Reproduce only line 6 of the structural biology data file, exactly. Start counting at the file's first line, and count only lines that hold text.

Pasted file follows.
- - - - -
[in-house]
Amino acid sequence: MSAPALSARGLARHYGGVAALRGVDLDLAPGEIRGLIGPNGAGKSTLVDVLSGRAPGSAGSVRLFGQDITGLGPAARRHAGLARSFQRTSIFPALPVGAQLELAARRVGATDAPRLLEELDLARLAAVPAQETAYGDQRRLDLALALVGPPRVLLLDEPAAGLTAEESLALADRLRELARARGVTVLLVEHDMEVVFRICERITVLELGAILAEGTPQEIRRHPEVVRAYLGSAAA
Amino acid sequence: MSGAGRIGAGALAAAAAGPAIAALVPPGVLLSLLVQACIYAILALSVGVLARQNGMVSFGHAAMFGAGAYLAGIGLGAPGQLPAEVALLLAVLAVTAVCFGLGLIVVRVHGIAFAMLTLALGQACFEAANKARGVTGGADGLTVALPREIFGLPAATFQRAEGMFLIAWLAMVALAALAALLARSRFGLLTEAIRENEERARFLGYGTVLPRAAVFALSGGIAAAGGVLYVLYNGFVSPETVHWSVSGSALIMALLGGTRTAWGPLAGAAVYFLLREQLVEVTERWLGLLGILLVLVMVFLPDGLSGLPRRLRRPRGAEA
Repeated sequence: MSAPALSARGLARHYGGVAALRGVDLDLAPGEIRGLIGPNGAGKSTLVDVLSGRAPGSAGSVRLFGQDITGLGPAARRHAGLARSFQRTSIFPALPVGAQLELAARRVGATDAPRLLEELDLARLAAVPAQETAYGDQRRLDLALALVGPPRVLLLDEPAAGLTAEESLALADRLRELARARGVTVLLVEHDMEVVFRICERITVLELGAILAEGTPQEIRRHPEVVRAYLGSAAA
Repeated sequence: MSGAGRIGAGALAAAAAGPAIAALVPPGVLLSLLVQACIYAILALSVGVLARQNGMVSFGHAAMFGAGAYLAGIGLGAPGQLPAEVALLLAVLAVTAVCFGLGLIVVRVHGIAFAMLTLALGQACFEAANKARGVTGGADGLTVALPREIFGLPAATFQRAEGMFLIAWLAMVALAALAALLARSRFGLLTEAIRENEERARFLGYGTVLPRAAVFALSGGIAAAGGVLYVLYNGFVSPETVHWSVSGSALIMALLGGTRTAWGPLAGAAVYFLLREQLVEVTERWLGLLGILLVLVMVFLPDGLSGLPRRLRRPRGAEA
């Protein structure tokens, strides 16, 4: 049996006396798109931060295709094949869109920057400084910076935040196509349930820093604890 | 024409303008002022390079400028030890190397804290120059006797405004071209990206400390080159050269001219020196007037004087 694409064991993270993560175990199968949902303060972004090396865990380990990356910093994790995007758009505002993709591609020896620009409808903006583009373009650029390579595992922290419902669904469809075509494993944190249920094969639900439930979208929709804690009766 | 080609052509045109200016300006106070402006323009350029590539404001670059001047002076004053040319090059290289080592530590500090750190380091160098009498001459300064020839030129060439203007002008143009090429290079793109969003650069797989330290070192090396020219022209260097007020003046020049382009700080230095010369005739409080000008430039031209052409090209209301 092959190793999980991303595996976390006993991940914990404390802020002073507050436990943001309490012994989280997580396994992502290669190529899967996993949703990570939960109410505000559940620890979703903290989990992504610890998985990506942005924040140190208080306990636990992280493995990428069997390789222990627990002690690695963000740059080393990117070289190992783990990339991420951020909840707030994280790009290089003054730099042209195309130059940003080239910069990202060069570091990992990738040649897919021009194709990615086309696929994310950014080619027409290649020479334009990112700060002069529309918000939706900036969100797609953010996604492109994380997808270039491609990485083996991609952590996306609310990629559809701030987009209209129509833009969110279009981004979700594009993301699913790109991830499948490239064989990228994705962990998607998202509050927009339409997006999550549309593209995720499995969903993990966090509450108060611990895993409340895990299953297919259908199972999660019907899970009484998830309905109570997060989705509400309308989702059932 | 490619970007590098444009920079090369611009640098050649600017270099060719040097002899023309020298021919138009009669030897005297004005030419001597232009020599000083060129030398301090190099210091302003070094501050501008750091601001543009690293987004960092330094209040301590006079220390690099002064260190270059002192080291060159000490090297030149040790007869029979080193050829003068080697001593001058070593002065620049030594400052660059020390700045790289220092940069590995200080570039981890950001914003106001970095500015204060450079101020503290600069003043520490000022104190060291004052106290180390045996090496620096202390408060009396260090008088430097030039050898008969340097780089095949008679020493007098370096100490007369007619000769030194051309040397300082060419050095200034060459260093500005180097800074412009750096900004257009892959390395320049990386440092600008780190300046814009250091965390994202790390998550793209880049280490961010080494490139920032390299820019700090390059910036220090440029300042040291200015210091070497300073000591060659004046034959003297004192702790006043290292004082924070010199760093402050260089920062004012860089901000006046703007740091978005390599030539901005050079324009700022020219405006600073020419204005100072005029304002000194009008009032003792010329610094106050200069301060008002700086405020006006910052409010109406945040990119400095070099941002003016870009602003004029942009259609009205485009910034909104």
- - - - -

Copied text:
């Protein structure tokens, strides 16, 4: 049996006396798109931060295709094949869109920057400084910076935040196509349930820093604890 | 024409303008002022390079400028030890190397804290120059006797405004071209990206400390080159050269001219020196007037004087 694409064991993270993560175990199968949902303060972004090396865990380990990356910093994790995007758009505002993709591609020896620009409808903006583009373009650029390579595992922290419902669904469809075509494993944190249920094969639900439930979208929709804690009766 | 080609052509045109200016300006106070402006323009350029590539404001670059001047002076004053040319090059290289080592530590500090750190380091160098009498001459300064020839030129060439203007002008143009090429290079793109969003650069797989330290070192090396020219022209260097007020003046020049382009700080230095010369005739409080000008430039031209052409090209209301 092959190793999980991303595996976390006993991940914990404390802020002073507050436990943001309490012994989280997580396994992502290669190529899967996993949703990570939960109410505000559940620890979703903290989990992504610890998985990506942005924040140190208080306990636990992280493995990428069997390789222990627990002690690695963000740059080393990117070289190992783990990339991420951020909840707030994280790009290089003054730099042209195309130059940003080239910069990202060069570091990992990738040649897919021009194709990615086309696929994310950014080619027409290649020479334009990112700060002069529309918000939706900036969100797609953010996604492109994380997808270039491609990485083996991609952590996306609310990629559809701030987009209209129509833009969110279009981004979700594009993301699913790109991830499948490239064989990228994705962990998607998202509050927009339409997006999550549309593209995720499995969903993990966090509450108060611990895993409340895990299953297919259908199972999660019907899970009484998830309905109570997060989705509400309308989702059932 | 490619970007590098444009920079090369611009640098050649600017270099060719040097002899023309020298021919138009009669030897005297004005030419001597232009020599000083060129030398301090190099210091302003070094501050501008750091601001543009690293987004960092330094209040301590006079220390690099002064260190270059002192080291060159000490090297030149040790007869029979080193050829003068080697001593001058070593002065620049030594400052660059020390700045790289220092940069590995200080570039981890950001914003106001970095500015204060450079101020503290600069003043520490000022104190060291004052106290180390045996090496620096202390408060009396260090008088430097030039050898008969340097780089095949008679020493007098370096100490007369007619000769030194051309040397300082060419050095200034060459260093500005180097800074412009750096900004257009892959390395320049990386440092600008780190300046814009250091965390994202790390998550793209880049280490961010080494490139920032390299820019700090390059910036220090440029300042040291200015210091070497300073000591060659004046034959003297004192702790006043290292004082924070010199760093402050260089920062004012860089901000006046703007740091978005390599030539901005050079324009700022020219405006600073020419204005100072005029304002000194009008009032003792010329610094106050200069301060008002700086405020006006910052409010109406945040990119400095070099941002003016870009602003004029942009259609009205485009910034909104």